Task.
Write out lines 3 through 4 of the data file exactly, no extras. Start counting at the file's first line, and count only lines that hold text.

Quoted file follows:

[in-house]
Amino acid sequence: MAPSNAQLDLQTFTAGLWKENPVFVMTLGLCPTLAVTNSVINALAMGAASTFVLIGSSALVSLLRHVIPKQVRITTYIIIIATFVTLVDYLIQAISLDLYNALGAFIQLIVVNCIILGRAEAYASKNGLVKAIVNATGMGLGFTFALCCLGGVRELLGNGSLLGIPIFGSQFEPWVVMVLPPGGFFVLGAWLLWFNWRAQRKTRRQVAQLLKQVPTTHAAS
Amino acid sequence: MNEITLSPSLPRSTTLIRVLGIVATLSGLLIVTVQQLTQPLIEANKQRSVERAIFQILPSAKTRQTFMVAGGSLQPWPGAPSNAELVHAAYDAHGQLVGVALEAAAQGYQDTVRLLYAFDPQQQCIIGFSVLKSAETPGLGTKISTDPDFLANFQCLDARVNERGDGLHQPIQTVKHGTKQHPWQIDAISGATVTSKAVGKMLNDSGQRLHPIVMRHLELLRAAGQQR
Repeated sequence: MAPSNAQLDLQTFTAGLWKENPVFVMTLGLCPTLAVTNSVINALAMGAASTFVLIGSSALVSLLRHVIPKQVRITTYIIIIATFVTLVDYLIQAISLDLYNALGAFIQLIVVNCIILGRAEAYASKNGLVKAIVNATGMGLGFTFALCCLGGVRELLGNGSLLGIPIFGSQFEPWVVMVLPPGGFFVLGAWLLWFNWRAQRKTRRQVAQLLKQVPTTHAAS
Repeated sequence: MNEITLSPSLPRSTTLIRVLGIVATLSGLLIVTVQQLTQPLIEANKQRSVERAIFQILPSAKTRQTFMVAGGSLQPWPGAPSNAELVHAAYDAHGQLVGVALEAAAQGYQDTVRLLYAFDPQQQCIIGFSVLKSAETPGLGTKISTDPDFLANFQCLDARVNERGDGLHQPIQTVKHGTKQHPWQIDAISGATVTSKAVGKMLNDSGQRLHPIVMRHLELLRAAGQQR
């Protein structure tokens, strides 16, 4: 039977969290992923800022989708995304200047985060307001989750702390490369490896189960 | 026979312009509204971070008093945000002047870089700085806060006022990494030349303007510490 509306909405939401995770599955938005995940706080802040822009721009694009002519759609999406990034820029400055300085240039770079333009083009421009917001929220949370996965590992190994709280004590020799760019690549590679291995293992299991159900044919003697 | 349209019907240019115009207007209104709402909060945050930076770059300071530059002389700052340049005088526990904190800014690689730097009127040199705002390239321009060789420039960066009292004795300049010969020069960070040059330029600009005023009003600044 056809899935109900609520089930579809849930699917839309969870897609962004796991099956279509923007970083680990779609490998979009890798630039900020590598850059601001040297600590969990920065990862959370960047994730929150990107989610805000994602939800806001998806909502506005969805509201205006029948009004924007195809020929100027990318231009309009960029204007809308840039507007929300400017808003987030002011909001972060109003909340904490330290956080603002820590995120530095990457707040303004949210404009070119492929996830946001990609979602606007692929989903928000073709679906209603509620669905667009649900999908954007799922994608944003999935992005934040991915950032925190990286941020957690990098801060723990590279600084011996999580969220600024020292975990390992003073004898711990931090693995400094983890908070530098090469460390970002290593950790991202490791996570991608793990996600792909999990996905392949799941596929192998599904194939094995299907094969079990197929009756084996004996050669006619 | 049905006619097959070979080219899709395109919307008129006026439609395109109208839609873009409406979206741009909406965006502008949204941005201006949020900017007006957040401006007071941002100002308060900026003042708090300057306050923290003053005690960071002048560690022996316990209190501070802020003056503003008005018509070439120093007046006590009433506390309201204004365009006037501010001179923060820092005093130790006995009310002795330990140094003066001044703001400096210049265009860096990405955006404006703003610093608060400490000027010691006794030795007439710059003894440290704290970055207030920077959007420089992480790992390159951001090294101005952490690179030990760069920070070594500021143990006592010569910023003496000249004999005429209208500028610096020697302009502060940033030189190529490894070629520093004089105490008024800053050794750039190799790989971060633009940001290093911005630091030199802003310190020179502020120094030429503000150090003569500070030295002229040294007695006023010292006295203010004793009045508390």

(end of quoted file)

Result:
Amino acid sequence: MNEITLSPSLPRSTTLIRVLGIVATLSGLLIVTVQQLTQPLIEANKQRSVERAIFQILPSAKTRQTFMVAGGSLQPWPGAPSNAELVHAAYDAHGQLVGVALEAAAQGYQDTVRLLYAFDPQQQCIIGFSVLKSAETPGLGTKISTDPDFLANFQCLDARVNERGDGLHQPIQTVKHGTKQHPWQIDAISGATVTSKAVGKMLNDSGQRLHPIVMRHLELLRAAGQQR
Repeated sequence: MAPSNAQLDLQTFTAGLWKENPVFVMTLGLCPTLAVTNSVINALAMGAASTFVLIGSSALVSLLRHVIPKQVRITTYIIIIATFVTLVDYLIQAISLDLYNALGAFIQLIVVNCIILGRAEAYASKNGLVKAIVNATGMGLGFTFALCCLGGVRELLGNGSLLGIPIFGSQFEPWVVMVLPPGGFFVLGAWLLWFNWRAQRKTRRQVAQLLKQVPTTHAAS